Living with the Truth Stranger than Fiction This Is Not About What You Think Milligan and Murphy Making Sense

Sunday, 13 July 2014

Rue End Street

Rue End Street
I’ve had enough of grown-ups lying or not telling me the truth. I’m twelve years old. I can milk cows, for heaven’s sake. – Sue Reid Sexton, Rue End Street


Sequels are a tricky business. It’s easy to see their appeal, both from an author’s perspective and a reader’s, but they’re fraught with dangers. With a standalone novel there’s little basis for expectations, whatever the blurb says and we all know how misleading blurbs can be. You might wonder if the book might go this way and that—especially if, as the case here, it’s a work of historical fiction—but that’s about it. Sue’s first novel was Mavis’s Shoe—you can read my review here—which dealt with the Clydebank Blitz as seen through the eyes of nine-year-old girl called Lenny Gillespie. Of course there’re people still alive who lived through these events—in some respects they’re the book’s target audience (well, primary audience)—and so the first job Sue was faced with was getting her facts straight because there’s nothing a reader of historical novels loves more than being able to say, “Oh, no, the door was actually olive green, not pine green.” I’m sure they do it unconsciously but they do do it.

I went to the Clydebank book release event on Wednesday 25th of June and it was interesting hearing Sue talk about how much research went into this book—she talked to survivors and visited places—and it’s impossible not to admire the dedication that these authors put into trying at least to get their facts straight. Not that she’s obsessive about it. In one of the endnotes to Rue End Street Sue mentions the paper mill at Overton:
The paper mill … actually closed in 1929 and the buildings were partially destroyed in 1939. I was working from an older map and did not discover this fact until that part of the book was written. It was so spectacular a spot for such an important moment, as visitors to Loch Thom will know, that it just had to stay in.
And I agree with her although to my mind the particular encounter that takes place there was so intimate that it could’ve happened anywhere; everything disappears around them; it’s just the two people involved. But this is me jumping way ahead of myself.

Mavis Shoe[4]Sue says she’d no plans to write a sequel to Mavis’s Shoe but people wanted more and so she started to wonder what might satisfy them. Because she would now be writing for an audience with genuine expectations and in many cases a real fondness for the characters involved. I was quite touched at the reading when Sue apologised for having to kill off Mr Tait at the start of the book because it was clear that some in the audience had developed a soft spot for the character, but as she said, “He had to go.” Of course he didn’t have to go—the guy could’ve lapsed into a coma and woken up at the end of the book—but I’d probably have killed him off too. Cleaner.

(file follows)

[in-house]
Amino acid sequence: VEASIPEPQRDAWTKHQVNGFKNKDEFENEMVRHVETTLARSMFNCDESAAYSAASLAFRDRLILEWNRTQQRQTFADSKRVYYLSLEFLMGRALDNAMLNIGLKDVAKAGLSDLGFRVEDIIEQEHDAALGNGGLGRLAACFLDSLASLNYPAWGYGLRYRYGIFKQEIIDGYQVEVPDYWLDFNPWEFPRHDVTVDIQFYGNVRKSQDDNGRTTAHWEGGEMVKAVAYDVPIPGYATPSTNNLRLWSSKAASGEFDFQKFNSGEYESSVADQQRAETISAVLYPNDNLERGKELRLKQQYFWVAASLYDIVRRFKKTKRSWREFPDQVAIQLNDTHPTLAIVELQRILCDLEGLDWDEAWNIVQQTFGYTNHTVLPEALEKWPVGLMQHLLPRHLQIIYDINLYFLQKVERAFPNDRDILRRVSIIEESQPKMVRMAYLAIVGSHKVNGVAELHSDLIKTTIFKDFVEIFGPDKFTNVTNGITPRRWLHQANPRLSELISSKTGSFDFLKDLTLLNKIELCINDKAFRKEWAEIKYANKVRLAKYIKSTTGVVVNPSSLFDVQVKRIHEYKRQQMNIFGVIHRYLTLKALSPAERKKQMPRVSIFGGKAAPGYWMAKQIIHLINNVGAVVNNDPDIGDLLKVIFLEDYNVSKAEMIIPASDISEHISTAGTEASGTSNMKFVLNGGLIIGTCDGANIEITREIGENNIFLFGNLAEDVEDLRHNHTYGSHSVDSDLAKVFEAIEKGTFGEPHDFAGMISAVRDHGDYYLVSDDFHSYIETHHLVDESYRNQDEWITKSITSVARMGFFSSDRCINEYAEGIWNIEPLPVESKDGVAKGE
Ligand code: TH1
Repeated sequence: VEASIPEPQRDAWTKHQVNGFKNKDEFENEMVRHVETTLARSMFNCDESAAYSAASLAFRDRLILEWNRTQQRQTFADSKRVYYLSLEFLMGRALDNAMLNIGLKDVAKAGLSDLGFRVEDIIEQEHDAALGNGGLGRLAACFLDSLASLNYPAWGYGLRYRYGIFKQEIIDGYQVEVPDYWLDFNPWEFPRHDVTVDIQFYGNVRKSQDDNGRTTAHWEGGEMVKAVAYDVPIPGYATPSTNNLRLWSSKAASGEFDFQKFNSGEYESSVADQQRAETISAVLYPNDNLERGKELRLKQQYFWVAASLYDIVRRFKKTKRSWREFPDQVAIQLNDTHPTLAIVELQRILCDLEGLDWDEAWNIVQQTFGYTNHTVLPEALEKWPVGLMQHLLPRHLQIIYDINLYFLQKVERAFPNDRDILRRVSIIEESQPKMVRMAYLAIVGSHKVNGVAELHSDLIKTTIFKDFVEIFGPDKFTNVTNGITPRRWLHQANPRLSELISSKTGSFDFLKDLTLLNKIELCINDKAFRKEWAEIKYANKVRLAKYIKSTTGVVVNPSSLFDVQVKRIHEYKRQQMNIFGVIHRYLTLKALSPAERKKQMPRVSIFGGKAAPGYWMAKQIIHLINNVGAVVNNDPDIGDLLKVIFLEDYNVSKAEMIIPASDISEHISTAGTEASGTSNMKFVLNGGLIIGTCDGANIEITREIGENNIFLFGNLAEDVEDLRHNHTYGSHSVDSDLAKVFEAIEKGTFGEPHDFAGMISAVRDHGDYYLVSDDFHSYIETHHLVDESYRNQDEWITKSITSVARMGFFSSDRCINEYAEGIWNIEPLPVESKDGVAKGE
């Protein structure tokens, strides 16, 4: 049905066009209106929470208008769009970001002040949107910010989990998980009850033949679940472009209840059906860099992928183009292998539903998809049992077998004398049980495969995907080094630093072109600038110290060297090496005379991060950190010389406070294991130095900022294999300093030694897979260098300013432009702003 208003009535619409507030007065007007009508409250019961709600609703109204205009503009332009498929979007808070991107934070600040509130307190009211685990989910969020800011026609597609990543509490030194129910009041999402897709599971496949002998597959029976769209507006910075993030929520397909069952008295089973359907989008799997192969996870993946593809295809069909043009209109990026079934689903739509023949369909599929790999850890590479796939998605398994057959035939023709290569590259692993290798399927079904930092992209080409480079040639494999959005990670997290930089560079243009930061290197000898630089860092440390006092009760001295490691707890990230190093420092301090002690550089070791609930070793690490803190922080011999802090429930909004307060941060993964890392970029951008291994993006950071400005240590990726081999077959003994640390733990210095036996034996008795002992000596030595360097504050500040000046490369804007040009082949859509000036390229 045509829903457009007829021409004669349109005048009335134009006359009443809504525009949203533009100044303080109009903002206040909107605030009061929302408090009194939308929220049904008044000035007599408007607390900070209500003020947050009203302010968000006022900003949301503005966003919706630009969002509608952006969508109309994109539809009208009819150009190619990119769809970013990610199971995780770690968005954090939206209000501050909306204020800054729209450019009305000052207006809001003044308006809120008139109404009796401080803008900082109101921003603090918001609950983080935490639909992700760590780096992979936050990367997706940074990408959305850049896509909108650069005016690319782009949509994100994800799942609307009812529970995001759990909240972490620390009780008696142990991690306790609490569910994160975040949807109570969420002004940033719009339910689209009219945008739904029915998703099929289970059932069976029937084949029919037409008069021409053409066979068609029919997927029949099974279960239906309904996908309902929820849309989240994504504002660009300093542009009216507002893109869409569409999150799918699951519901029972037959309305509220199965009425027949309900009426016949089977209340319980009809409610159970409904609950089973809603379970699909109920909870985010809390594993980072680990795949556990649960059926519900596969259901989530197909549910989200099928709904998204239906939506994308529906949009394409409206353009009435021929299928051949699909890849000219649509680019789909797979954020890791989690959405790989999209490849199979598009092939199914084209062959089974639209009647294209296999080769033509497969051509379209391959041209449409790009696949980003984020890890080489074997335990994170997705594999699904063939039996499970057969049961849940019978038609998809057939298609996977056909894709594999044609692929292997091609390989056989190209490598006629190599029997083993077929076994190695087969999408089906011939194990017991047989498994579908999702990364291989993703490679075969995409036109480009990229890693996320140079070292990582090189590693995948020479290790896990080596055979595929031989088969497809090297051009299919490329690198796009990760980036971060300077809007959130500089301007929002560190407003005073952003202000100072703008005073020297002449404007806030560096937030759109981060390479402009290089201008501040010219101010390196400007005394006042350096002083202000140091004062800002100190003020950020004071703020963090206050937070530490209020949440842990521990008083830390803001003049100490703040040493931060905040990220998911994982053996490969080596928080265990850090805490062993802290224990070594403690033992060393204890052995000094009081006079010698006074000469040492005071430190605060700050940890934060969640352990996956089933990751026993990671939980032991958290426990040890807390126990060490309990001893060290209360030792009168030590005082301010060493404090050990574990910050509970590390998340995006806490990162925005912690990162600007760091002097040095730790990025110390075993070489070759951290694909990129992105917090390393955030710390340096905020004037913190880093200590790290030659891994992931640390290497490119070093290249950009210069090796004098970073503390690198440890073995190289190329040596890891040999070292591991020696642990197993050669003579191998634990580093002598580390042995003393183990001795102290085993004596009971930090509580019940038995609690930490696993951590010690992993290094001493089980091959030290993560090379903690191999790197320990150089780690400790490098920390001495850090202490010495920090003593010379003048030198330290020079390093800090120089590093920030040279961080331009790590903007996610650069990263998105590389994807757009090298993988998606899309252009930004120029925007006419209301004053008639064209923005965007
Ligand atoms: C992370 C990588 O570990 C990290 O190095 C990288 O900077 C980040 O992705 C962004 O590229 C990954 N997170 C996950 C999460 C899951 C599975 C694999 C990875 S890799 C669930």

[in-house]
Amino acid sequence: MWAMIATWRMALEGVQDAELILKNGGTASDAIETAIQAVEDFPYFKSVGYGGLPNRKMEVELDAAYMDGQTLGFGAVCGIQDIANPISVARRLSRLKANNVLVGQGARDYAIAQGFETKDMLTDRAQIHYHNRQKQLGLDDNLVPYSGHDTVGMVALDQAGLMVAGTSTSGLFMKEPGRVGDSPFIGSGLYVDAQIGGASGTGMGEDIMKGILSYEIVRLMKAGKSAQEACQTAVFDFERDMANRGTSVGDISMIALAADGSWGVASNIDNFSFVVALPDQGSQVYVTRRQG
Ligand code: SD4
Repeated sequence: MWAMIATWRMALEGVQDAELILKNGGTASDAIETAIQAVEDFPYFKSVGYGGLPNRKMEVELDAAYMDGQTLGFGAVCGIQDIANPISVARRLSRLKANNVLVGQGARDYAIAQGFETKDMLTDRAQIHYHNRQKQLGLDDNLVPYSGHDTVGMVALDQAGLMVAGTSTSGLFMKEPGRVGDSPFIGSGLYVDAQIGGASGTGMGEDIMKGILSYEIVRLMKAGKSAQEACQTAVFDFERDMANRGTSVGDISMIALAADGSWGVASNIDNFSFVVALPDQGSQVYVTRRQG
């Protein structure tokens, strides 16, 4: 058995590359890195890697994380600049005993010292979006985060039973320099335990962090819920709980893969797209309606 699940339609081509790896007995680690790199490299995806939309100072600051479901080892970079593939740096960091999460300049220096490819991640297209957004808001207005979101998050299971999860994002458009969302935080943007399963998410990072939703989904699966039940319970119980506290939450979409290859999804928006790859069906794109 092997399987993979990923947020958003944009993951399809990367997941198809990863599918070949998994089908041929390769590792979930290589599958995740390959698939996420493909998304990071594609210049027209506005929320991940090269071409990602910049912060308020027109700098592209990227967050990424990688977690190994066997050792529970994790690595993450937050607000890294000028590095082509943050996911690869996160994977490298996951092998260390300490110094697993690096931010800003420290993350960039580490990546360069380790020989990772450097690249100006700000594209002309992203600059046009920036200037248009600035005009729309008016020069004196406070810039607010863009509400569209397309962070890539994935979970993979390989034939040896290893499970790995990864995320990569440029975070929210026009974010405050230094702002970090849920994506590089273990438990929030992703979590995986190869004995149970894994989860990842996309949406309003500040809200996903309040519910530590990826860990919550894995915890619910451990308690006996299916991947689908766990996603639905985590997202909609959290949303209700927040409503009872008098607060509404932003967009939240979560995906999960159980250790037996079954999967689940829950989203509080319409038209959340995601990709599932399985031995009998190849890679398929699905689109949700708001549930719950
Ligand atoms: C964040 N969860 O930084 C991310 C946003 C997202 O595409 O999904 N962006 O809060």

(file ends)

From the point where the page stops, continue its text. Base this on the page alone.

The big question—and one she clearly wrestled with for some time—was what to do with Lenny. Sue’s solution was an intriguing one, partly obvious, partly inspired. Whereas in the first book Lenny’s searching for her sister, in the sequel we have her searching for her dad. Because that’s what people really want from a sequel: the same but different. Only as the book progresses what she ends up searching for is not so much her dad but the truth about her dad. It turns out her dad was not the man she thought he was but then who’s dad is? There comes a point in every kid’s life—and about twelve is as good an age as any (that’s exactly when it happened to me)—when the scales fall off your eyes and you become aware that your dad’s merely a man with faults and flaws:
I pictured Mr Tait in his brown suit standing there with me admiring the view and what he’d say. ‘Your dad’s your dad,’ he’d say, ‘whatever kind of man he is.’
Mr Tait may be “D-E-A-D dead” but he’s not gone. Not by a long chalk. He’s a constant source of encouragement and strength to Lenny as she heads off in her search for the truth. Of course he’s only a voice in her head but his importance as a character can’t be overstated. Everyone uses him as a touchstone. Even in death he’s still a key figure.

So, how to start the ball rolling? In the opening chapter Mr Tait’s ill. In fact he’s dying. Lenny is in attendance and he calls her over:
        ‘Lenny,’ whispered Mr Tait.
         ‘Yes, Mr Tait.’
        He raised a hand from his lap to indicate I should come closer.
        Ordinarily I love the batter of the rain on the roof and the wind whipping the corners of our home, because it’s home and it’s cosy inside and we’re all in there together, but that day it was so stormy, and with the wind roaring through the trees around us, I couldn’t hear a word Mr Tait was saying. His voice was always soft and gentle but somehow you could always hear it no matter what. That afternoon he was so weak I couldn’t make anything out at all, so I put my finger in one ear and the other ear right up close to his mouth and waited. I felt his breath on my neck and the dryness of his lips brushed against my ears like autumn leaves. These were things I hadn’t felt before because Mr Tait was never one to show affection by touching. He’d only to call me ‘my dear’ and then I’d know he was the best friend I could ever have.